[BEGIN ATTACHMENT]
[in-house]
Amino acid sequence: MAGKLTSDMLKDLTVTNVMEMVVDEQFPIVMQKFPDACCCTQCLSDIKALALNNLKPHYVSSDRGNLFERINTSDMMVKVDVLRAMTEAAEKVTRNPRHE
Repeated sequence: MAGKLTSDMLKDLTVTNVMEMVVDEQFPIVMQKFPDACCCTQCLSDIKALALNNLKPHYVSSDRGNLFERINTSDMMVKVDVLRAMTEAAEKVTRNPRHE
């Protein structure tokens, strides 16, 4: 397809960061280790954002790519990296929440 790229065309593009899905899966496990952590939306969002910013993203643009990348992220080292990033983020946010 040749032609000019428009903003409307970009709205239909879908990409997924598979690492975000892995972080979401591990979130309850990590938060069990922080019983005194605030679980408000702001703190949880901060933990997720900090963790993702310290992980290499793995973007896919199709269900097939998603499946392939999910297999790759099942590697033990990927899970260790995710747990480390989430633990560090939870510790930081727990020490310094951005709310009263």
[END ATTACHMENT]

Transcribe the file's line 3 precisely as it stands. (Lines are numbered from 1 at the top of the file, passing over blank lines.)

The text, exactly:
Repeated sequence: MAGKLTSDMLKDLTVTNVMEMVVDEQFPIVMQKFPDACCCTQCLSDIKALALNNLKPHYVSSDRGNLFERINTSDMMVKVDVLRAMTEAAEKVTRNPRHE